Death Down Under Dunedin 2012
The Death Down Under Conference was convened by Otago University at the Otago Museum and attracted 140 delegates from around the world.
There were a range of presentations from: palliative care and effects of death on professional carers; memories, memorials and memoirs; grief, bereavement and mourning; loss of infants; the paranormal, near death experiences, alternative medicine; death and fashion, death exhibitions; natural burial, tangihanga, research projects on the funeral industry; funerals-while-alive and managing our digital legacy.
Of the sessions I attended, concentrating on funerals, the recurring themes were; consumer choice, enabling family participation and for authenticity and care of the environment.
Sally Raudon, recipient of the Winston Churchill Fellowship 2010 undertook research into contemporary funerals in five countries; New Zealand, England, Scotland, Sweden and Norway.
She identified and compared commonalities and differences in funeral practises and disposal. Her comprehensive report concludes with suggestions on ways the New Zealand funeral consumer can make more informed and better choices.
Sally raises an important point. From my experience, families most frequently ask ‘What is normal?’ when arranging a funeral. Most consumers will only ever arrange one funeral in their life-time so knowledge of what you can and can’t do is limited. Once informed of their options, families make more creative and relevant choices resulting in active participation in the care of the deceased and funeral ceremony itself.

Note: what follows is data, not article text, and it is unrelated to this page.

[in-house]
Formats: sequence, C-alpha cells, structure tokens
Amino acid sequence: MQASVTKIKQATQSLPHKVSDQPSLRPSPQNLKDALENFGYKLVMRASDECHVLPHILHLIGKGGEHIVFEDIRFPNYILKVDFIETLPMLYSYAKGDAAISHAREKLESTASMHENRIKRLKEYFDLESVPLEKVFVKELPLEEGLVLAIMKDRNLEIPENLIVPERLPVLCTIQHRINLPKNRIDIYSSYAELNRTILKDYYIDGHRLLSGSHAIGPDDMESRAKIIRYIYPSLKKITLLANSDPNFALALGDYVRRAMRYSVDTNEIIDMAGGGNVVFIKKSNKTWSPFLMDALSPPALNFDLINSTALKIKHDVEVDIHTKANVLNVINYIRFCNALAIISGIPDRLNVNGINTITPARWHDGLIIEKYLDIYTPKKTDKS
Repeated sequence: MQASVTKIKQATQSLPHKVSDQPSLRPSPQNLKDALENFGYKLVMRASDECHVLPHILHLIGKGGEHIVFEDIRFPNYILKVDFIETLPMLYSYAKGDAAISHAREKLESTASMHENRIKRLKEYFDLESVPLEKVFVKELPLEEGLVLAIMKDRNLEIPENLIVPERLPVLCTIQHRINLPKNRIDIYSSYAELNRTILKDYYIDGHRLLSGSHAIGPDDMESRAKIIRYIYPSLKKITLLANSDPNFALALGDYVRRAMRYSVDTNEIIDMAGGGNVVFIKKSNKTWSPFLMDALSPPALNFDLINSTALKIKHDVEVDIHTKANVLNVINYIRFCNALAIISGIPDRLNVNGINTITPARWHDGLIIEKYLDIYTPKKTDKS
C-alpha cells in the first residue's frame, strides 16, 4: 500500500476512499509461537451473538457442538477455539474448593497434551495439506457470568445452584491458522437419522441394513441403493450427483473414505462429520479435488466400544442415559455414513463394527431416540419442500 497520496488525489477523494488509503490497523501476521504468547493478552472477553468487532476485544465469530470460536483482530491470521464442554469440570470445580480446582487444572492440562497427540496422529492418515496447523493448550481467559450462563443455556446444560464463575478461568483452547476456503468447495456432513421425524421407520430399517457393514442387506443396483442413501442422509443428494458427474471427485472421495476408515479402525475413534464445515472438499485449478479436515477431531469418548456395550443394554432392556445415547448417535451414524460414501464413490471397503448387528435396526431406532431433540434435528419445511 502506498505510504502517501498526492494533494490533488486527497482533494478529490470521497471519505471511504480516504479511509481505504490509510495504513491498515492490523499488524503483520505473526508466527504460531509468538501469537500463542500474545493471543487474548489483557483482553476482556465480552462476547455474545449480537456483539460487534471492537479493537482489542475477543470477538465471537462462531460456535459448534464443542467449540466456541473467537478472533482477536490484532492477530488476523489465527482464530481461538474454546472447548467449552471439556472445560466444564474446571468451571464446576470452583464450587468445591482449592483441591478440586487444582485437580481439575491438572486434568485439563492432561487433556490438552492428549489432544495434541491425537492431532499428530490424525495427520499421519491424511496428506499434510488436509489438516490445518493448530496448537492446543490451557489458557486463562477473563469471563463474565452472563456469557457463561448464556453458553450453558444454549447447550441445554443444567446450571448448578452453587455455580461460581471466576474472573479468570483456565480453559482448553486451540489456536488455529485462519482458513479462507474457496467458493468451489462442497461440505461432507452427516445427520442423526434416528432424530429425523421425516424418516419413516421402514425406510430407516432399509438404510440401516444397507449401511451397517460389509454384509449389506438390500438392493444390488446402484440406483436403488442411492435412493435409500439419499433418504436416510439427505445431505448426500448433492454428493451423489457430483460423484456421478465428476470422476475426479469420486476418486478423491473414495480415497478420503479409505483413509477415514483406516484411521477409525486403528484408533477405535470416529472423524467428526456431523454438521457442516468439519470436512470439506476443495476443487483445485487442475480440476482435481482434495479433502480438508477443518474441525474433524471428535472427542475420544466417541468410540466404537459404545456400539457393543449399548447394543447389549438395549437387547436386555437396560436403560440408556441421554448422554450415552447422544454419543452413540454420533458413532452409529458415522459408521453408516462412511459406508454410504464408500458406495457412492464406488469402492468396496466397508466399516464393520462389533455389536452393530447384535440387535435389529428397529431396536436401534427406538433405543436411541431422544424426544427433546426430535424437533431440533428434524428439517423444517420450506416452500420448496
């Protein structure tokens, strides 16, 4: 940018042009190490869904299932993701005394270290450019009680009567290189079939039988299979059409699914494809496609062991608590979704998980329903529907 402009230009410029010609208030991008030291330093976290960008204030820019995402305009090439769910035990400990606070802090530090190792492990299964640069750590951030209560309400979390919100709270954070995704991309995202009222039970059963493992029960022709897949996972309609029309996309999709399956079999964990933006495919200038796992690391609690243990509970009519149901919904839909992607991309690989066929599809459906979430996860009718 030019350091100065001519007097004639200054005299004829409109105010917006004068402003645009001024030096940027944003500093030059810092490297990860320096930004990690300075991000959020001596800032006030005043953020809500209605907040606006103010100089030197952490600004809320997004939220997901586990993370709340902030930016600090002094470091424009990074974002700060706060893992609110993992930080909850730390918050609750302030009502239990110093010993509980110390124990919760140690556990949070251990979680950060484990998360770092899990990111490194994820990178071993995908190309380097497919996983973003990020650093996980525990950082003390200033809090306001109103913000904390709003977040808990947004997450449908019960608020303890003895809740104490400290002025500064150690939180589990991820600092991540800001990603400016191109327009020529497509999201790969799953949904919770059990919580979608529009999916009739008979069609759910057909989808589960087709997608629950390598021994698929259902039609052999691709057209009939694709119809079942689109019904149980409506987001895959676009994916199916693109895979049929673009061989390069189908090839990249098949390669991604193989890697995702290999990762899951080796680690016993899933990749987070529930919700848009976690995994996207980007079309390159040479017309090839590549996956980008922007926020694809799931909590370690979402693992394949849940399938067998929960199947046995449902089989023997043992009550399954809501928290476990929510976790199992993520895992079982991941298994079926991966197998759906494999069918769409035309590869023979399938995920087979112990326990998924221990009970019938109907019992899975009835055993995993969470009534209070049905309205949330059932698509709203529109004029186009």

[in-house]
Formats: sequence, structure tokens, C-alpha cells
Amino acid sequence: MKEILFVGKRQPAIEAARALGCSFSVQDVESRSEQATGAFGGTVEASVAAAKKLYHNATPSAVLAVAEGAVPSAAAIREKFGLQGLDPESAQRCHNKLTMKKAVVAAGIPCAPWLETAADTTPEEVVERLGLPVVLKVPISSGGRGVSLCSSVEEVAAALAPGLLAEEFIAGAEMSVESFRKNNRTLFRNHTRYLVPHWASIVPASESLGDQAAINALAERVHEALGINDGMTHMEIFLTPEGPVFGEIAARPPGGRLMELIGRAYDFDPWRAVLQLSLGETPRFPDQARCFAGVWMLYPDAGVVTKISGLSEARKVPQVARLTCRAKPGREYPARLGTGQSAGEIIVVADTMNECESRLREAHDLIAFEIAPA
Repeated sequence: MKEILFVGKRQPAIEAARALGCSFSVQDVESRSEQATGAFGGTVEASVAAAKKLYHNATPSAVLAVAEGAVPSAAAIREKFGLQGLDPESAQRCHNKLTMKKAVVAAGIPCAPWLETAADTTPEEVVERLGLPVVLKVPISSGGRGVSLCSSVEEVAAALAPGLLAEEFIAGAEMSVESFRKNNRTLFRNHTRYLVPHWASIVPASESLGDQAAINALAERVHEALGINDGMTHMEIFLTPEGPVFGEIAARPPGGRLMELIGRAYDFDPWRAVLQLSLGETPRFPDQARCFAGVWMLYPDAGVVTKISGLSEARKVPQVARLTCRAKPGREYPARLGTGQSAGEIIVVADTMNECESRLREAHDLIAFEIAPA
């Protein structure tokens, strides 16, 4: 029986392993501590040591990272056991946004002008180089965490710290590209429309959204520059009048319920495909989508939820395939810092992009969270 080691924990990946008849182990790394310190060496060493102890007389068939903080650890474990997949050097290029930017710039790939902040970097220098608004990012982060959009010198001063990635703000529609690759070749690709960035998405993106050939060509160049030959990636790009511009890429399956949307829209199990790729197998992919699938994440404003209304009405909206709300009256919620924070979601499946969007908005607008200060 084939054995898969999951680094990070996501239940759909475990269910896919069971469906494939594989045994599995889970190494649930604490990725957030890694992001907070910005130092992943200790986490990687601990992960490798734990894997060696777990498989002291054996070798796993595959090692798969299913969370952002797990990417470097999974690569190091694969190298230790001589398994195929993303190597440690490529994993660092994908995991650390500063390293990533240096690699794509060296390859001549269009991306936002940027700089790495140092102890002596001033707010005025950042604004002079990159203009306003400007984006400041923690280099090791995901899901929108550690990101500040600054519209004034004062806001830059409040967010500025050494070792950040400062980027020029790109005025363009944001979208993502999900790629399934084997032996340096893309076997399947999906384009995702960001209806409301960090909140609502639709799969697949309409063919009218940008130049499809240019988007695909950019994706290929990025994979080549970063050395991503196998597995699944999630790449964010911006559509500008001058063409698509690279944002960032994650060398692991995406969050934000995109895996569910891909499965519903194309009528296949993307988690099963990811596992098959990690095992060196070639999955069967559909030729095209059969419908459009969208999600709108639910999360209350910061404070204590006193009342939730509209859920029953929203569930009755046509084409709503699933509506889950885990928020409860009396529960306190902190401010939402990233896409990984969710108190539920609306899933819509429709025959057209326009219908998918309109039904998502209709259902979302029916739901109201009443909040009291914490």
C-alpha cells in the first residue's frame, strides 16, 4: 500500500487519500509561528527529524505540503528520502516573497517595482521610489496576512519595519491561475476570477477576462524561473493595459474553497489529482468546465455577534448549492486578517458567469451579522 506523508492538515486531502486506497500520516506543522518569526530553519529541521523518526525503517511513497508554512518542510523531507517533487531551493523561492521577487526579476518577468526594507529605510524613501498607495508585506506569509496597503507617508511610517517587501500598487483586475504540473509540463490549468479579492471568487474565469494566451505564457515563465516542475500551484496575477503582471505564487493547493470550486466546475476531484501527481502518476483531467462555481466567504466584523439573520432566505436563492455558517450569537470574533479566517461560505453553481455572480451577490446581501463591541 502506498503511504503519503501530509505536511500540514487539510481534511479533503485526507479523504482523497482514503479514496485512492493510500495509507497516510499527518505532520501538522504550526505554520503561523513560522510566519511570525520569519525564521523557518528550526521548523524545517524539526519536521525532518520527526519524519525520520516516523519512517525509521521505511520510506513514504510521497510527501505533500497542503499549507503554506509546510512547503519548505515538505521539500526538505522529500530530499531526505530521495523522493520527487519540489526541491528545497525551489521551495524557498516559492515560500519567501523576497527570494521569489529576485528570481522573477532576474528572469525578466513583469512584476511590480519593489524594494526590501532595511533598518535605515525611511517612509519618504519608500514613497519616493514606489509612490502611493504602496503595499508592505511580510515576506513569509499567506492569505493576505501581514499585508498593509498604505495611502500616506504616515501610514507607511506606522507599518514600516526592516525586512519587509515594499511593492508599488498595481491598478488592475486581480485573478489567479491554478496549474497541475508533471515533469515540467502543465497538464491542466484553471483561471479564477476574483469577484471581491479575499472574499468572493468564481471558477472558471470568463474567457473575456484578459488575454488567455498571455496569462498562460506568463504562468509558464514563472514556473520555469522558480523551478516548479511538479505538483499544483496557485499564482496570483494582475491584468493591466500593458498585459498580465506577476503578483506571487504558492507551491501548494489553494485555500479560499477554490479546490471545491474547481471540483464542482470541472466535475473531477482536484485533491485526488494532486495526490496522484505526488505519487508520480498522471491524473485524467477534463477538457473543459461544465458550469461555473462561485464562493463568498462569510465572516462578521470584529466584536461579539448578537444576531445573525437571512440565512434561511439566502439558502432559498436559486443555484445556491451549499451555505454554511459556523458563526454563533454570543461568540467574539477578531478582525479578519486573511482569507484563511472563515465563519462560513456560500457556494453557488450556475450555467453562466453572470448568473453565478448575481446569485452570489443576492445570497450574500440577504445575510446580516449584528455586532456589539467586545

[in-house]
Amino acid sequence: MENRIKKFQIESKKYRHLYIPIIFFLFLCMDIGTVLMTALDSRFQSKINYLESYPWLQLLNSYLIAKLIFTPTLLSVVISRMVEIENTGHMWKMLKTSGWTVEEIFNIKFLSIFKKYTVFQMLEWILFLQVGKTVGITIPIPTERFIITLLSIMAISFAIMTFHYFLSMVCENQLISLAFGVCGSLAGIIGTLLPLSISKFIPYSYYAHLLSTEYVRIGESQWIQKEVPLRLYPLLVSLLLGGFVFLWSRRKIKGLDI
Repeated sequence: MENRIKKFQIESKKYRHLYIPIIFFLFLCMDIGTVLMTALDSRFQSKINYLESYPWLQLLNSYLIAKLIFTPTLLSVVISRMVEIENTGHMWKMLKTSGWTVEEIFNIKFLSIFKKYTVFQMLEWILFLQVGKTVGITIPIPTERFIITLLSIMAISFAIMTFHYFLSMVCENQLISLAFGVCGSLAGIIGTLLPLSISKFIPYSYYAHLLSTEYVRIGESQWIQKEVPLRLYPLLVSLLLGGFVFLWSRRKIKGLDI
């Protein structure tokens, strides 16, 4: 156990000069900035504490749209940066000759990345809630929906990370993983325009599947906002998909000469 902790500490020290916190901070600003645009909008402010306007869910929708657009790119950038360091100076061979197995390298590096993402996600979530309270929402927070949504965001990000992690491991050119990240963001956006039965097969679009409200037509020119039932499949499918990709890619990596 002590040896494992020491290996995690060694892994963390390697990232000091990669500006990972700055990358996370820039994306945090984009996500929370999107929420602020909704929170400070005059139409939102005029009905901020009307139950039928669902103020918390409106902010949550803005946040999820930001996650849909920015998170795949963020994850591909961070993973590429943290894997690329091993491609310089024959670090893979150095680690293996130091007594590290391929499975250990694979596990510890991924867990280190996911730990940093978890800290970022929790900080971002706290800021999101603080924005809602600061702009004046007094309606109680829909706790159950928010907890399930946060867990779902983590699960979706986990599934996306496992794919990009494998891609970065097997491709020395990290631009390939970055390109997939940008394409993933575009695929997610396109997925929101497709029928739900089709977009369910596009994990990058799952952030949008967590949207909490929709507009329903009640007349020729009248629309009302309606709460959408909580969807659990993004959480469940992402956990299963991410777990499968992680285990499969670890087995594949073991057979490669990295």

Consumers who have done their research have already made informed decisions and are more likely to negotiate and expect transparency when engaging a funeral company, reclaiming their rite and responsibility to their deceased.
Penny Brander reported on her project to capture the reflections of funeral directors who have worked in New Zealand and Australia. This report gives current trends in the funeral industry from the perspective of commercial service providers. In conclusion she indicated that there is a need for research into to consumer perceptions to balance this project.
It is interesting that the funeral industry attracts such scrutiny and who these reports will benefit.
I definitely benefited from attending the conference hearing the perspectives of academics, practitioners and professionals of death and dying in New Zealand.